Since Liberty Media took over Formula One in 2017, the company has been insistent on the sport’s potential for commercial growth.
How to achieve that has posed challenges, though, highlighting a need to improve the product on the track as well as expanding its reach.
The first of those hurdles has proved difficult to jump, with current regulations locked in until 2021 when a new Concorde Agreement will take effect.
Mercedes’ dominance this season, with an unprecedented five one-twos from five races, has only further underlined the need to level the playing field.
It can feel like the sport is engaged in a never-ending battle to increase overtaking, while trying to prevent the recurring dominance of one team that the series has tended to endure.
Liberty studies other sports for inspiration, whether that be the NBA for its widely commended digital and social strategies, or the Premier League for its historically high levels of competition.
“We did a little bit of analysis of the Premier League,” said F1 managing director, Sean Bratches, at a Sport Industry Breakfast Club last week. “Since the 2014-15 season, the bottom three teams have either beaten or drawn with the top six teams 29 per cent of the time.
“Leicester City aside, I don’t think there is a lot of hope from those team’s fanbases to win the Premier League, but they know when they play Chelsea, Manchester City or Tottenham that they have the opportunity to win or get a point. That’s not the case in Formula One, so I think there is an opportunity to address that.”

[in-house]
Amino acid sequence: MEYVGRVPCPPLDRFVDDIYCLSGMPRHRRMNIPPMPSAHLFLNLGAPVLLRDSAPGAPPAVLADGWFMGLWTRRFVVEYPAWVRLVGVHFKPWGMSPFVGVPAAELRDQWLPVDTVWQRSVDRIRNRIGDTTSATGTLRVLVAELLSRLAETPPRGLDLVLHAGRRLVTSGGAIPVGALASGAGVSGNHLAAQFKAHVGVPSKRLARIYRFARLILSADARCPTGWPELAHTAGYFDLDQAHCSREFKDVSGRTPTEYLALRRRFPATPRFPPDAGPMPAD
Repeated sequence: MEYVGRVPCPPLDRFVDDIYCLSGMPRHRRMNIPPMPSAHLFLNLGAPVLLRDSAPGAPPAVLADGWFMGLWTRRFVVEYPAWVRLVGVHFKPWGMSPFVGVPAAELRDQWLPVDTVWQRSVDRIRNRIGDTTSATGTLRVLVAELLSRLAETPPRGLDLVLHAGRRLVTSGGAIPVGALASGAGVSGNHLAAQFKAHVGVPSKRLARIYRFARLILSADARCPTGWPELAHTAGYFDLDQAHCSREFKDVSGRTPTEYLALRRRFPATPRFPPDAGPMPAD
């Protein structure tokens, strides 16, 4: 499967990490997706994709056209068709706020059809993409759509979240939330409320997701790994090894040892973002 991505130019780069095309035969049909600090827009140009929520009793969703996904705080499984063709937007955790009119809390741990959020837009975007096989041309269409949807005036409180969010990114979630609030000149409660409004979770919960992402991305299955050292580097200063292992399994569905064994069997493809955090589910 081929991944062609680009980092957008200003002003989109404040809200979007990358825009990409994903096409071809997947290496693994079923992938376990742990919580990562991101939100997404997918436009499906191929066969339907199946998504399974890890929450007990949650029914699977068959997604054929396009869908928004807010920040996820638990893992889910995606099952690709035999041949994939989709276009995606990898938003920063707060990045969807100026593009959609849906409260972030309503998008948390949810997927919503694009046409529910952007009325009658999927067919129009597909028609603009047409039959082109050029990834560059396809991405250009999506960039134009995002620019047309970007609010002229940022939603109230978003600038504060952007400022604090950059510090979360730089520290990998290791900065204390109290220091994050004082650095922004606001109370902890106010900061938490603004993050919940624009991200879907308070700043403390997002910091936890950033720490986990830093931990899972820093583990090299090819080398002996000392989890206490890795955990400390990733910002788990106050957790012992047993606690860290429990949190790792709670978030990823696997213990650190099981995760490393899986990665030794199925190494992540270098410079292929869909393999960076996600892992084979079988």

Trying to make the field closer by changing the sport’s regulations is one option, but another is ensuring that tracks facilitate overtaking.
“Ross Brawn [F1 technical director] has hired a team that consults with incumbent circuits and also ensures circuits that we on-board either have, or commit to developing, overtaking areas that make them really world class,” Bratches said.
One such track is Holland’s Zandvoort, which will rejoin the race calendar next year for the first time since 1985 -- on one condition. “There is a significant amount of investment that they are obligated to make candidly to create overtaking and excitement on the circuit,” the American says.
With Vietnam also set to join in 2020, and Liberty “very optimistic” of another 21-race season, two of the current four unsigned races – Britain, Germany, Spain and Mexico – will likely be cut.
It remains to be seen which will disappear, but Bratches did allude to a loss of interest in Spain due to Fernando Alonso’s absence from the sport and highlighted the historical importance of the British Grand Prix.
“Silverstone has been a seminal and central part of our race calendar since 1950,” he said. “Those discussions are ongoing.”
Liberty also wants more races further afield to expand the sport’s reach, particularly in China and the United States, while talks are ongoing with South Africa and Morocco.
“We have more interest than chairs around the table, which means we can be selective,” he said. “We have been having very productive conversations in South Africa, and to a lesser extent, in Morocco.”
F1 chiefs believe that of the two, South Africa would be easier to convert into an FIA Grade One standard than the street circuit in Marrakech, Morocco, which has held Formula E races.
They are also still looking to add street races in the United States, although it is proving difficult to get a deal done.
“In an ideal circumstance we would be racing downtown Miami and downtown Las Vegas,” Bratches said.
“They would be the two cities in the US that best align with our brand and aspirations.”